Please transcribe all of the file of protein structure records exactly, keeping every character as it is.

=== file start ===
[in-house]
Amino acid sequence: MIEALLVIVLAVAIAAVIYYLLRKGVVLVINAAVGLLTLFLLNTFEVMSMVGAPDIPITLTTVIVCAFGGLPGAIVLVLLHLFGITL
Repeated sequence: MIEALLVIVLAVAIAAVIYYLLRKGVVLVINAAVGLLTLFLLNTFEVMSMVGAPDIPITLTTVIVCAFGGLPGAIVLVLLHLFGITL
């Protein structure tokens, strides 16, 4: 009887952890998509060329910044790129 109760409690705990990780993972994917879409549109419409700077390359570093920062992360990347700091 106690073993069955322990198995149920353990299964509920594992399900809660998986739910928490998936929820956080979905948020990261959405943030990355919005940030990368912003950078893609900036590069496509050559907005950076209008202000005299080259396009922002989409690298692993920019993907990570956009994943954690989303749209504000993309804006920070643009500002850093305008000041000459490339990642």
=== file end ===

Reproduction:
[in-house]
Amino acid sequence: MIEALLVIVLAVAIAAVIYYLLRKGVVLVINAAVGLLTLFLLNTFEVMSMVGAPDIPITLTTVIVCAFGGLPGAIVLVLLHLFGITL
Repeated sequence: MIEALLVIVLAVAIAAVIYYLLRKGVVLVINAAVGLLTLFLLNTFEVMSMVGAPDIPITLTTVIVCAFGGLPGAIVLVLLHLFGITL
């Protein structure tokens, strides 16, 4: 009887952890998509060329910044790129 109760409690705990990780993972994917879409549109419409700077390359570093920062992360990347700091 106690073993069955322990198995149920353990299964509920594992399900809660998986739910928490998936929820956080979905948020990261959405943030990355919005940030990368912003950078893609900036590069496509050559907005950076209008202000005299080259396009922002989409690298692993920019993907990570956009994943954690989303749209504000993309804006920070643009500002850093305008000041000459490339990642």